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AMD teases Ryzen 3000 overclocking around E3’s Next Horizon Gaming event

We quizzed AMD about next-gen overclocking, but were told to wait around ten days...

AMD Ryzen 3000 CPU

AMD has announced a lot of the juiciest details about its Ryzen 3000 processors over at Computex, as I’m sure you’re already aware. If not then get out from under that rock you’ve been living under and catch up on the 12-core Ryzen release date announcement over here. But even though we do have lots of techie info to be digging into, there are still some mysteries surrounding these upcoming processors, including the Ryzen 3000 chips’ overclocking potential for all the enthusiast performance hounds out there.

After chatting with Erin Maiorino, Ryzen desktop marketing manager at AMD during the Computex show this week, it sounds like AMD will be talking more freely about Ryzen’s CPU performance and overclocking potential over at E3 in a couple of weeks.

AMD has already announced it will be making an appearance at the show, hosting the Next Horizon Gaming event. We expect to hear a lot more about AMD Navi and the RX 5000-series graphics cards during the show, but we should also be hearing quite a bit more from AMD on the technical details of its Ryzen 3000 chips at the event, too.

The chiplet design innate to the Zen 2 architecture could make for an interesting prospect for overlockers. After all, the 12-core Ryzen 9 3900X has two chiplets, or, in other words, two tickets to the silicon lottery. How that will actually work in practice, however, is something we’re still not sure about.

Chip shot: These are the best gaming CPUs around today

With two distinct chiplets – likely with each chunk of up-to-eight-core silicon displaying different voltage and frequency tolerances – overclocking cannot be a one-size-fits-all job with the new Zen 2 design. Whether that means per-chiplet frequency and voltage control we don’t know, but it’s going to be a fascinating ride finding out the answer.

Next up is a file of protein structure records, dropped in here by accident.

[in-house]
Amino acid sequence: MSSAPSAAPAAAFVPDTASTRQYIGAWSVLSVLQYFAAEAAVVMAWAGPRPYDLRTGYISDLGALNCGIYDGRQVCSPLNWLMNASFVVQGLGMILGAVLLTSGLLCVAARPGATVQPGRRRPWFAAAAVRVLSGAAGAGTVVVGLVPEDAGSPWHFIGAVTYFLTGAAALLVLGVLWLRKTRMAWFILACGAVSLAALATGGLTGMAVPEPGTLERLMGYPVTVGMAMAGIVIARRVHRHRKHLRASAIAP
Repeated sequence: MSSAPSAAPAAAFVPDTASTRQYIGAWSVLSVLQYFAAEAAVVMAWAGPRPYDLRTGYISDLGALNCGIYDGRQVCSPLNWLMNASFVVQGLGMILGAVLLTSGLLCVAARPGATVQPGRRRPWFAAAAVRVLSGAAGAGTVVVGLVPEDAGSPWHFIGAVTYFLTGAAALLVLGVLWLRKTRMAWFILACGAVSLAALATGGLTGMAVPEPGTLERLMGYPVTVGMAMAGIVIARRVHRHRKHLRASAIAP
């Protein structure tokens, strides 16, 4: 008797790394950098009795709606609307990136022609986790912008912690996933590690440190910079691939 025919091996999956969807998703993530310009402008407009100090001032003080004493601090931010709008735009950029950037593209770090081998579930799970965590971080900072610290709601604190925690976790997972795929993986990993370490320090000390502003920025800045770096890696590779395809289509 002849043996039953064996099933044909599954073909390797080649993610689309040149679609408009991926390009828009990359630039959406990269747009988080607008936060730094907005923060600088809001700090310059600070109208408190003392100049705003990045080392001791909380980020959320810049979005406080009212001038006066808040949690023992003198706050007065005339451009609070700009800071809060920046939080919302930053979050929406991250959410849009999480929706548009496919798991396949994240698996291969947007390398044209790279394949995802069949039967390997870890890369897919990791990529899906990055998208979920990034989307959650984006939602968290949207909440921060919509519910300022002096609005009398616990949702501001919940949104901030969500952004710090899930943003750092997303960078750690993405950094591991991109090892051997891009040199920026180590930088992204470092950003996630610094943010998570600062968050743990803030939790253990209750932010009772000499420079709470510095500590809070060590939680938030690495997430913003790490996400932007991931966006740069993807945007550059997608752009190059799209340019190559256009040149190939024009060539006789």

We quizzed AMD’s Erin Maiorino about the overclocking potential of both the Ryzen 3000 CPUs and the X570 chipset as a whole, and the somewhat cryptic response was: “No, no comment on that just yet… in ten days, we should be pretty good.”

With the Next Horizon Gaming event at E3 kicking off on June 11 it’s a pretty solid bet that’s what AMD is referencing…

AMD X570 chipset fan

Why do X570 motherboards need a chipset fan?

But AMD was quite happy to talk a little more about the X570 chipset over at Computex. The chipset design was indeed put together in-house, as heavily rumoured before the announcement, and is built on the 12nm process node, compared with the 7nm chiplets and their 14nm I/O silicon.

And that almost ubiquitous motherboard chipset fan? That’s because the TDP has increased to around 11 Watts with the in-house design, largely thanks to the PCIe 4.0 connectivity and speedy I/O introduced with the new platform.

“We know there’s some trepidation after some of the earlier motherboards that had this,” Maiorino says. “So making sure that these only turn on when necessary and will be keeping cool and quiet as well.”

Be sure to tune in to the E3 Next Horizon Gaming event on June 11 at 3PM PT, where we’re going to get more overclocking and graphics performance details. We’re sure it’s not going to be one to miss.